Third culture kids and high school ramble



For people of my age who have left high school and university and haven't been in the workforce long (or for people like me who for family reasons ended up taking a leave of absence and are just starting to study again) invariably conversations tend to drift towards discussion of people we knew from high school and spent so much of our lives with, and how little we see them now. I guess it's normal for us to think we'll buck the trend compared to every other generation and stay in constant contact with those in our last high school year when we graduate, but it never happens!

There are two conflicting phenomena here I can talk about from personal experience related to this, one of which is the problem with being a third culture kid from an international school where people I went to high school with have since scattered themselves around the globe. Unlike other kids who grew up with a common history for where they were living, we were together simply by the chance that our expatriate parents happened to wind up working in the same country. Don't get me wrong, the expat lifestyle was fantastic, but we weren't kidding ourselves that for the most part we were a tenuously held together, closed little community in a foreign country that would break apart when year 12 ended. A meaningful reunion in our case would be next to impossible, at last count I have people in my year living in Korea, Japan, the US, the UK, Canada, New Zealand, Australia, Taiwan… I could go on.

By being third culture kids we experienced life outside the comfort zone of our home country and got used to somewhere else which I can say really changed me in profound ways. Patriotism seemed less important, roots even less so. I guess you could say it turned many of us into nomads without a sense of where home is. Many of us (like me) who lived the formative years of our life there lost what little connection we had to our home countries, but unfortunately we didn't entirely assimilate into the new one either. Given what we got in return though, I'm not complaining!

With the advent of sites like Facebook (or MySpace and Friendster before that) people of my generation have been able to keep in contact and see what the people we shared our high school experience with are doing in a way nobody else has been able to do. The ironic thing is, one thing we expat kids have in common with those who grew up and lived in the same city their entire lives, is that many of us are apathetic towards such people! I guess that's another thing us expat kids have to our advantage, we can choose to study in cities where nobody else from our year group went to!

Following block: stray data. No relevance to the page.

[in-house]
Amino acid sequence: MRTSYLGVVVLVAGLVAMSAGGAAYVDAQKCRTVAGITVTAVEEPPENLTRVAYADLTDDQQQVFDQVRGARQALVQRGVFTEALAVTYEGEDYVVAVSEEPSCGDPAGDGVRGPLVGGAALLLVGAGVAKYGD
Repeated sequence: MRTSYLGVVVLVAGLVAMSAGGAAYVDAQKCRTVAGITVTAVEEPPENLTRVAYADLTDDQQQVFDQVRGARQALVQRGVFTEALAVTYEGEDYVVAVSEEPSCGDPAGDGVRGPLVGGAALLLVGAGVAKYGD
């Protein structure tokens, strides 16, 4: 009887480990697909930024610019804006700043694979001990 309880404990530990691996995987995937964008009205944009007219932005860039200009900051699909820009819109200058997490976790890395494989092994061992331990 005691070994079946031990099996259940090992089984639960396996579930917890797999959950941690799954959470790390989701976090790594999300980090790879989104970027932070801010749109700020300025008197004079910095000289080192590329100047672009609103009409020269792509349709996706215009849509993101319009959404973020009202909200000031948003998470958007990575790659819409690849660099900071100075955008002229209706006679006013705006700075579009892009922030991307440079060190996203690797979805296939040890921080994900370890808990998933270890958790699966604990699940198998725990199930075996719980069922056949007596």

I honestly wonder sometimes what it'd be like to be studying at university in the same city with the same people you went to high school with, you'd be bound to bump into some of them sometimes. While I don't envy that, I do envy the sense of attachment and purpose people must get from being able to point out where they went to primary school, and high school, and where they had their first date, and where they got their first car… all in the one place. I'm sure there are plenty who would be willing to dismiss such stuff as trivial, but they're lucky.

I suppose for me I don't feel tied down, so if I did take that job offer in Toronto I wouldn't hesitate. Would be harder to leave your loved ones, friends and history to a place you've lived your whole life. Heck, most of my extended family live in Sydney and around Germany.

Adelaide has been a great adopted Aussie home for me so far though, I'll grant it that. It's nice to have a place in Australia where I have memories and some resemblance of history that happened after I was 5 years old and therefore incapable of remembering much. I did live in Melbourne, Sydney and Brisbane I'm told!

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Ruben Schade is a technical writer and infrastructure architect in Sydney, Australia who refers to himself in the third person in bios. Hi!

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